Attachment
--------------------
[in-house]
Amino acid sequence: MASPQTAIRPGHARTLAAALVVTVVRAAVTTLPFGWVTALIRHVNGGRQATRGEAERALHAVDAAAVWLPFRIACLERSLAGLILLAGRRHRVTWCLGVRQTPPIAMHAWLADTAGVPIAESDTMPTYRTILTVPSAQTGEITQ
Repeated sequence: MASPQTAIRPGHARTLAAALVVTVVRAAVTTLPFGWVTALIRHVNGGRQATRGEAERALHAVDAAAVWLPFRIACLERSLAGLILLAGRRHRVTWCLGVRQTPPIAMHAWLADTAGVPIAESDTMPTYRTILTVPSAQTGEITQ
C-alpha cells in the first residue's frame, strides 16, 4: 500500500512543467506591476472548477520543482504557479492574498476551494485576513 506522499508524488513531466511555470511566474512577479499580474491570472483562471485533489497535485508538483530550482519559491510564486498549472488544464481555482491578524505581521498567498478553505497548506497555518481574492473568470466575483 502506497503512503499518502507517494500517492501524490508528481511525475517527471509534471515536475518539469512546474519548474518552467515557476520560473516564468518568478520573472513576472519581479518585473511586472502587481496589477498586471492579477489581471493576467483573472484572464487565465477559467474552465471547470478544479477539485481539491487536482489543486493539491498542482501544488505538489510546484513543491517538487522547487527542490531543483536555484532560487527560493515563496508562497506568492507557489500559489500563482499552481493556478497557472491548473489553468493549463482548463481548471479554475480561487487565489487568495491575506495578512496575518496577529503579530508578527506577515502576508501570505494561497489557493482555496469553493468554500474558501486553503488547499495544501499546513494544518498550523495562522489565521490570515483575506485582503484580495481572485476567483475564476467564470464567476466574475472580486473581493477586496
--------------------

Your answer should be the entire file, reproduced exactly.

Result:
[in-house]
Amino acid sequence: MASPQTAIRPGHARTLAAALVVTVVRAAVTTLPFGWVTALIRHVNGGRQATRGEAERALHAVDAAAVWLPFRIACLERSLAGLILLAGRRHRVTWCLGVRQTPPIAMHAWLADTAGVPIAESDTMPTYRTILTVPSAQTGEITQ
Repeated sequence: MASPQTAIRPGHARTLAAALVVTVVRAAVTTLPFGWVTALIRHVNGGRQATRGEAERALHAVDAAAVWLPFRIACLERSLAGLILLAGRRHRVTWCLGVRQTPPIAMHAWLADTAGVPIAESDTMPTYRTILTVPSAQTGEITQ
C-alpha cells in the first residue's frame, strides 16, 4: 500500500512543467506591476472548477520543482504557479492574498476551494485576513 506522499508524488513531466511555470511566474512577479499580474491570472483562471485533489497535485508538483530550482519559491510564486498549472488544464481555482491578524505581521498567498478553505497548506497555518481574492473568470466575483 502506497503512503499518502507517494500517492501524490508528481511525475517527471509534471515536475518539469512546474519548474518552467515557476520560473516564468518568478520573472513576472519581479518585473511586472502587481496589477498586471492579477489581471493576467483573472484572464487565465477559467474552465471547470478544479477539485481539491487536482489543486493539491498542482501544488505538489510546484513543491517538487522547487527542490531543483536555484532560487527560493515563496508562497506568492507557489500559489500563482499552481493556478497557472491548473489553468493549463482548463481548471479554475480561487487565489487568495491575506495578512496575518496577529503579530508578527506577515502576508501570505494561497489557493482555496469553493468554500474558501486553503488547499495544501499546513494544518498550523495562522489565521490570515483575506485582503484580495481572485476567483475564476467564470464567476466574475472580486473581493477586496